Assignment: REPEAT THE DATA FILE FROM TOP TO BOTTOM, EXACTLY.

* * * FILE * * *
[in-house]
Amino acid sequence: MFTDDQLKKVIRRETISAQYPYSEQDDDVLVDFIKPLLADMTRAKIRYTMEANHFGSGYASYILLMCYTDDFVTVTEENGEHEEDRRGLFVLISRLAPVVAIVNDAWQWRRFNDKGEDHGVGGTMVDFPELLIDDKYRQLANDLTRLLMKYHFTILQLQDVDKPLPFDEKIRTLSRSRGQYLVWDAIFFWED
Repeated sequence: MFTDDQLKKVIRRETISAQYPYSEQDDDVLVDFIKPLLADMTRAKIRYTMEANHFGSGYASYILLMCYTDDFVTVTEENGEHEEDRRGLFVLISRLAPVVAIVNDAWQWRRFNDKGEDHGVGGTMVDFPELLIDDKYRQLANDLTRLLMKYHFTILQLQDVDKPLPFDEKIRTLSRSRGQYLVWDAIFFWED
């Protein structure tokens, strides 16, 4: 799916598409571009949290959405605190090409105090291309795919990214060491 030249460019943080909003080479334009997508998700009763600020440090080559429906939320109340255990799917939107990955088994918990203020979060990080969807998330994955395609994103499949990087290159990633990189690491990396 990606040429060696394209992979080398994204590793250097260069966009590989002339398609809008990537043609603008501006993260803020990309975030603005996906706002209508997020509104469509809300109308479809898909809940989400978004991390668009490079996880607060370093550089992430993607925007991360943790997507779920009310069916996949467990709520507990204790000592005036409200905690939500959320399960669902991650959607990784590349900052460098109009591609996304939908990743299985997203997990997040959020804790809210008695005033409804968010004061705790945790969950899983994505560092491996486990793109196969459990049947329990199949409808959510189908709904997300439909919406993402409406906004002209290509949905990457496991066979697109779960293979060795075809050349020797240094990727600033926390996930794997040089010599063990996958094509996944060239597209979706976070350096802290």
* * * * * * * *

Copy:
[in-house]
Amino acid sequence: MFTDDQLKKVIRRETISAQYPYSEQDDDVLVDFIKPLLADMTRAKIRYTMEANHFGSGYASYILLMCYTDDFVTVTEENGEHEEDRRGLFVLISRLAPVVAIVNDAWQWRRFNDKGEDHGVGGTMVDFPELLIDDKYRQLANDLTRLLMKYHFTILQLQDVDKPLPFDEKIRTLSRSRGQYLVWDAIFFWED
Repeated sequence: MFTDDQLKKVIRRETISAQYPYSEQDDDVLVDFIKPLLADMTRAKIRYTMEANHFGSGYASYILLMCYTDDFVTVTEENGEHEEDRRGLFVLISRLAPVVAIVNDAWQWRRFNDKGEDHGVGGTMVDFPELLIDDKYRQLANDLTRLLMKYHFTILQLQDVDKPLPFDEKIRTLSRSRGQYLVWDAIFFWED
């Protein structure tokens, strides 16, 4: 799916598409571009949290959405605190090409105090291309795919990214060491 030249460019943080909003080479334009997508998700009763600020440090080559429906939320109340255990799917939107990955088994918990203020979060990080969807998330994955395609994103499949990087290159990633990189690491990396 990606040429060696394209992979080398994204590793250097260069966009590989002339398609809008990537043609603008501006993260803020990309975030603005996906706002209508997020509104469509809300109308479809898909809940989400978004991390668009490079996880607060370093550089992430993607925007991360943790997507779920009310069916996949467990709520507990204790000592005036409200905690939500959320399960669902991650959607990784590349900052460098109009591609996304939908990743299985997203997990997040959020804790809210008695005033409804968010004061705790945790969950899983994505560092491996486990793109196969459990049947329990199949409808959510189908709904997300439909919406993402409406906004002209290509949905990457496991066979697109779960293979060795075809050349020797240094990727600033926390996930794997040089010599063990996958094509996944060239597209979706976070350096802290």